Michael Mwenso and the Shakes Bring Jazz/Funk/Soul Fusion to the Weis Center in Free Concert, Danville Hip-Hop Dancers Featured

Michael Mwenso and the Shakes will perform a unique blend of jazz, funk and soul on Tuesday, April 9 at 7:30 p.m. at the Weis Center for the Performing Arts.

The performance is free and tickets are not required.

A pre-performance talk with the artists will take place on the same day as the performance at 1 p.m. in the Weis Center Atrium.

Whether fulfilling the role of vocalist, emcee, showman or impresario, Michael Mwenso conveys both the sophistication and spontaneity of hard-core jazz and the music’s folkloric roots with impeccable craft, creativity and communicative flair.

Mwenso and the Shakes are a unique troupe of global artists who present music that merges the highest form of entertainment and artistry, while commanding a formidable timeline of jazz and blues expression through African and Afro American music. Hailing from Sierra Leone, London, South Africa, Greenwich Village in New York City, Madagascar, France, Jamaica and Hawaii, the members of The Shakes now call Harlem, N.Y., their home.

The performance will feature hip-hop dancers from Karen Gronsky School of Dance, located in Danville.

Michael Mwenso and the Shakes is a revue comprising between three to five vocalists (they include himself, Brianna Thomas, Charenee Wade, and Vuyo Sotashe) and a rotating ensemble that includes rising stars like drummers Joe Saylor and Jamison Ross, pianist Chris Pattishall, trumpeters Alphonso Horne and Bruce Harris, and tenor saxophonist Tivon Pennicott.

All developed their ideas and accrued public visibility at late night shows booked and overseen by Mwenso since 2012 (when he joined Jazz At Lincoln Center as Curator and Programming Associate) at Dizzy’s Club Coca-Cola at JALC’s complex in New York’s Time-Warner Center.

Mwenso, 31, developed his unique skill sets through the course of several eventful life journeys. Born in 1984, he lived in Freetown, Sierra Leone, in West Africa until age 10, when his single mother brought him to London, England. He began singing and playing piano, then trombone, and by 13 was touring with an old school swing band. During these formative years, he also immersed himself in recordings of American jazz and roots music. His learning curve rose dramatically after his mother, who worked as a nightclub hostess, decided to have him spend nights at the internationally prestigious Ronnie Scott’s Jazz Club, whose floor manager was a family friend. Mwenso took advantage of a singular opportunity to witness, talk to and learn from jazz giants like Elvin Jones, Billy Higgins, Betty Carter, Benny Carter, Tommy Flanagan and Johnny Griffin, all attracted by his superior knowledge of their recordings. His charismatic blend of raw talent and precocious erudition also drew the attention of James Brown, who offered Mwenso the signal honor of a guest spot singing and dancing at his UK engagements when he was 14, 15 and 16.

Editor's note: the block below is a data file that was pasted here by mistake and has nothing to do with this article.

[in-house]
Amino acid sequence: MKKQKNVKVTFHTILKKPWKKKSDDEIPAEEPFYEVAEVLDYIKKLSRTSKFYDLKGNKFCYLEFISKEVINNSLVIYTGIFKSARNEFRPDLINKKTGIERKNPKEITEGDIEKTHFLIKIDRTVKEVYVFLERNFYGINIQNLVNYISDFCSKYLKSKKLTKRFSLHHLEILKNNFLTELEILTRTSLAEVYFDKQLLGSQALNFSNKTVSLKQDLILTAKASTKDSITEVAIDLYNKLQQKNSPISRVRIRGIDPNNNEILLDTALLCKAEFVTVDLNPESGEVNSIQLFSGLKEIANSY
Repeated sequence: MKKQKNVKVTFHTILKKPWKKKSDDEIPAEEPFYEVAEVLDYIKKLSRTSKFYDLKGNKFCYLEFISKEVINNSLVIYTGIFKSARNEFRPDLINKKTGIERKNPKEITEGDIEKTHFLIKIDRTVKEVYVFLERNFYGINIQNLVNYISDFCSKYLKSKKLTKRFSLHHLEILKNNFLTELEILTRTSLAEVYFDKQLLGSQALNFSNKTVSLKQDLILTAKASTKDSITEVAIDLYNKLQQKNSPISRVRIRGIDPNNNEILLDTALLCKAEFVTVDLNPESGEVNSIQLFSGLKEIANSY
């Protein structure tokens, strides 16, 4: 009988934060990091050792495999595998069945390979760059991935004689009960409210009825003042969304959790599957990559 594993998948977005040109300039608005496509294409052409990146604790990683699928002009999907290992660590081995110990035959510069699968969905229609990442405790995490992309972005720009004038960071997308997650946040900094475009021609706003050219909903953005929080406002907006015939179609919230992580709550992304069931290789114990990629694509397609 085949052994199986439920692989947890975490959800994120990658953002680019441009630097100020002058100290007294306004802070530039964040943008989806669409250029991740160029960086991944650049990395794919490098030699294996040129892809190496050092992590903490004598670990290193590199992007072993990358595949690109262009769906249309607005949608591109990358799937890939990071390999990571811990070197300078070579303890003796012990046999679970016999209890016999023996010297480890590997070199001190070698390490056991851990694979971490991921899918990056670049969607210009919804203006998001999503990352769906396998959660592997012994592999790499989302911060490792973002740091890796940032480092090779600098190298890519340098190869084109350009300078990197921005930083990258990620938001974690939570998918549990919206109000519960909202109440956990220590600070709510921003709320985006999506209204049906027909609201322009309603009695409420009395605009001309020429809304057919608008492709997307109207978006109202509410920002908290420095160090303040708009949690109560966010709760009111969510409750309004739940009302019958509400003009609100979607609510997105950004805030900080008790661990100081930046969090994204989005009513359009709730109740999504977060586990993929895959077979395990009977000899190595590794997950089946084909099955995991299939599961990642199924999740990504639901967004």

At 16, Mwenso left school and turned professional. He played trombone in reggae and Afrobeat horn sections (including a group led by drum legend Tony Allen) and jammed with American expat drummer Clifford Jarvis and London’s strongest African- and Caribbean-descended hardcore jazz musicians. At 21, he started to focus on singing, most consequentially in a four-voice group, mixing well-wrought high-velocity bebop vocalese and scat, the blues, standards, and Black American folk music. They performed not infrequently at Ronnie Scott’s, where in 2007 Mwenso established a late-night jam session. Under his ministrations, it soon became a go-to spot not just for jazz musicians, but millennial generation dancers, actors, artists and general music fans.

In 2009, Wynton Marsalis—who met and befriended Mwenso in 1997—played a week at Ronnie Scott’s. After witnessing the vibrant scene that Mwenso had coalesced, he invited him to move to New York, with a mandate to attract a younger, broader audience to Dizzy’s and JALC, while retaining values consistent with Marsalis’ “all jazz is modern” mantra. Mwenso’s success in accomplishing this mission is evident: the Shakes were featured on the November 17, 2015 edition of Christian McBride’s Jazz Night In America on NPR, and performed at the Kennedy Center’s 2015 New Year’s Eve Gala.

This engagement is made possible through the Jazz Touring Network program of Mid Atlantic Arts Foundation with support from the National Endowment for the Arts.

For more information about the Weis Center for the Performing Arts, go to Bucknell.edu/WeisCenter or search for the Weis Center on Instagram, Facebook, Twitter or YouTube.

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